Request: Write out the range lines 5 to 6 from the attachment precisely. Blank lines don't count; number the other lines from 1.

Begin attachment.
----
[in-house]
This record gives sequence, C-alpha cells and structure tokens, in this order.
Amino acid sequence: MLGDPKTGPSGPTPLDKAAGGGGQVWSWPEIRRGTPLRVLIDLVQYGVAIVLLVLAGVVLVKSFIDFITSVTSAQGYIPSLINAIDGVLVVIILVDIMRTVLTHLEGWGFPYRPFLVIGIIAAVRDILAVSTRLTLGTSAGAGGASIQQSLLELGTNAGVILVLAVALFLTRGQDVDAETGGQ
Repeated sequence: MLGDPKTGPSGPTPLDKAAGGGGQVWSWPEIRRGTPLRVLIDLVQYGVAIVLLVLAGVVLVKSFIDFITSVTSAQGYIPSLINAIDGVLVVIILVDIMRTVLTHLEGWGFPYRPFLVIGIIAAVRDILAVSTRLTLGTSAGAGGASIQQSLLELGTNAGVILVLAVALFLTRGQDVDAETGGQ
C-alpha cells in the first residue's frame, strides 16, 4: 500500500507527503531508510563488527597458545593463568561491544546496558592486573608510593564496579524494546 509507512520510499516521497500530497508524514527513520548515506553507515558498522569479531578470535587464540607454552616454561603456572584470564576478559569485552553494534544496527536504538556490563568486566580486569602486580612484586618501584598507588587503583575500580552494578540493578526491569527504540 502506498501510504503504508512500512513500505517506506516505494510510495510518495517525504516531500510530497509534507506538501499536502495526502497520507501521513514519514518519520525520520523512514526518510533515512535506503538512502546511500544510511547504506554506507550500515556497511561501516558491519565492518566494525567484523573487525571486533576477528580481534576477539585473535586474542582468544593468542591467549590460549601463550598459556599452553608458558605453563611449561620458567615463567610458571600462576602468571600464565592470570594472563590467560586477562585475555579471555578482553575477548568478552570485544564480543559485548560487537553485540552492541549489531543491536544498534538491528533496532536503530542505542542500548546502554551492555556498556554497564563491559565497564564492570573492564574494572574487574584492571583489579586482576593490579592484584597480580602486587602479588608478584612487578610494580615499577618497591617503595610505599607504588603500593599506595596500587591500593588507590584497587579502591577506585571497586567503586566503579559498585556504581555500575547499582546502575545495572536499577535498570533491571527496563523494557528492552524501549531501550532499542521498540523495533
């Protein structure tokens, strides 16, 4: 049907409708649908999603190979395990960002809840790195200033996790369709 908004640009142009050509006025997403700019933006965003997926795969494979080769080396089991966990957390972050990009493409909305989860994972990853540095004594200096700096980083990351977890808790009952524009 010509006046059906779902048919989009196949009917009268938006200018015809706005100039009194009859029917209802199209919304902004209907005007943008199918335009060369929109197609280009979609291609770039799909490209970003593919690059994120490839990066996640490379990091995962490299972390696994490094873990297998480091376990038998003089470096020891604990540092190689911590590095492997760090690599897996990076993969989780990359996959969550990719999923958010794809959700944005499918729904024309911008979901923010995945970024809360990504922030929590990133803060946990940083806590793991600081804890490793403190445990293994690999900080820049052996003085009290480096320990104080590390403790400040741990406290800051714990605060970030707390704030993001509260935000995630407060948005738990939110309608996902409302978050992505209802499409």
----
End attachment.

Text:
C-alpha cells in the first residue's frame, strides 16, 4: 500500500507527503531508510563488527597458545593463568561491544546496558592486573608510593564496579524494546 509507512520510499516521497500530497508524514527513520548515506553507515558498522569479531578470535587464540607454552616454561603456572584470564576478559569485552553494534544496527536504538556490563568486566580486569602486580612484586618501584598507588587503583575500580552494578540493578526491569527504540 502506498501510504503504508512500512513500505517506506516505494510510495510518495517525504516531500510530497509534507506538501499536502495526502497520507501521513514519514518519520525520520523512514526518510533515512535506503538512502546511500544510511547504506554506507550500515556497511561501516558491519565492518566494525567484523573487525571486533576477528580481534576477539585473535586474542582468544593468542591467549590460549601463550598459556599452553608458558605453563611449561620458567615463567610458571600462576602468571600464565592470570594472563590467560586477562585475555579471555578482553575477548568478552570485544564480543559485548560487537553485540552492541549489531543491536544498534538491528533496532536503530542505542542500548546502554551492555556498556554497564563491559565497564564492570573492564574494572574487574584492571583489579586482576593490579592484584597480580602486587602479588608478584612487578610494580615499577618497591617503595610505599607504588603500593599506595596500587591500593588507590584497587579502591577506585571497586567503586566503579559498585556504581555500575547499582546502575545495572536499577535498570533491571527496563523494557528492552524501549531501550532499542521498540523495533
């Protein structure tokens, strides 16, 4: 049907409708649908999603190979395990960002809840790195200033996790369709 908004640009142009050509006025997403700019933006965003997926795969494979080769080396089991966990957390972050990009493409909305989860994972990853540095004594200096700096980083990351977890808790009952524009 010509006046059906779902048919989009196949009917009268938006200018015809706005100039009194009859029917209802199209919304902004209907005007943008199918335009060369929109197609280009979609291609770039799909490209970003593919690059994120490839990066996640490379990091995962490299972390696994490094873990297998480091376990038998003089470096020891604990540092190689911590590095492997760090690599897996990076993969989780990359996959969550990719999923958010794809959700944005499918729904024309911008979901923010995945970024809360990504922030929590990133803060946990940083806590793991600081804890490793403190445990293994690999900080820049052996003085009290480096320990104080590390403790400040741990406290800051714990605060970030707390704030993001509260935000995630407060948005738990939110309608996902409302978050992505209802499409």